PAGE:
Exploring by Karie Luidens

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One final paragraph of advice: do not burn yourselves out. Be as I am - a reluctant enthusiast....a part-time crusader, a half-hearted fanatic. Save the other half of yourselves and your lives for pleasure and adventure. It is not enough to fight for the land; it is even more important to enjoy it. While you can. While it’s still here. So get out there and hunt and fish and mess around with your friends, ramble out yonder and explore the forests, climb the mountains, bag the peaks, run the rivers, breathe deep of that yet sweet and lucid air, sit quietly for a while and contemplate the precious stillness, the lovely, mysterious, and awesome space. Enjoy yourselves, keep your brain in your head and your head firmly attached to the body, the body active and alive, and I promise you this much; I promise you this one sweet victory over our enemies, over those desk-bound men and women with their hearts in a safe deposit box, and their eyes hypnotized by desk calculators. I promise you this; You will outlive the bastards.

Edward Abbey

Hibernating by Karie Luidens

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With temperatures in the teens these last few nights, it’s official: the garden is done for the year. Thank you for thriving along with us all summer, dear plants! Sleep well.

Restoring by Karie Luidens

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Indigenous languages, lifeways, and relations with the land have all been subject to the violence of colonialism. Maize herself has been a victim, and so have you, when a worldview which cultivated honorable relations with the living earth has been overwritten with an ethic of exploitation, when our plant and animal relatives no longer look at us with honor, but turn their faces away. But there is a kernel of resurgence, if we are willing to learn.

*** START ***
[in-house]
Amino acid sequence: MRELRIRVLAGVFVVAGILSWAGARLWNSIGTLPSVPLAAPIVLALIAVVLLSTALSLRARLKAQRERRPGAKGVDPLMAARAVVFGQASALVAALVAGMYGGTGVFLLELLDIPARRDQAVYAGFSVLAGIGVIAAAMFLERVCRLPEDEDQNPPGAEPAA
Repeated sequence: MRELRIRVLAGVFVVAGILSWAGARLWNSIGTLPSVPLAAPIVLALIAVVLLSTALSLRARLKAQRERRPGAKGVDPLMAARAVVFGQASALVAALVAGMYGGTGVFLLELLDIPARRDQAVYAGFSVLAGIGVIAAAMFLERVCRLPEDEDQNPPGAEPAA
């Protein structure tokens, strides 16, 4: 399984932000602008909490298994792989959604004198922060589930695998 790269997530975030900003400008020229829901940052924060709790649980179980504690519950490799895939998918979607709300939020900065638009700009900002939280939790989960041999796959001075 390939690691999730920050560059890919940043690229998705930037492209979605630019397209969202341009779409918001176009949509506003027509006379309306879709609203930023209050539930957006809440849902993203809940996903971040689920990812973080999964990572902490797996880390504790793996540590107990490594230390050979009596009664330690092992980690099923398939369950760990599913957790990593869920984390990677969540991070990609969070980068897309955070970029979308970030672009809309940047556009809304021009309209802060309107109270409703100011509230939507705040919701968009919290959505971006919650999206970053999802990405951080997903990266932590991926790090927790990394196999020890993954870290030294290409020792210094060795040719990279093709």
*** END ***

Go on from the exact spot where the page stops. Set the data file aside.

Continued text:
The invitation to decolonize, rematriate, and renew the honorable harvest extends beyond indigenous nations to everyone who eats. Mother Corn claims us all as corn-children under the husk; her teachings of reciprocity are for all.

I’m not saying that everyone should go back to Three Sisters agriculture or sing to their seeds; although I admit that is a world I want to live in. But we do need to restore honor to the way that food is grown. Agribusiness is quick to point out that we cannot feed a world of nearly eight billion people with gardens alone. This is true but omits the reality that most of the corn we grow is not going to hungry people: it is feeding cars. There is another kind of hunger in our affluent society, a hunger for justice and meaning and community, a hunger to remember what industrial agriculture has asked us to forget, but the seed remembers. Good farming should feed that hunger, too.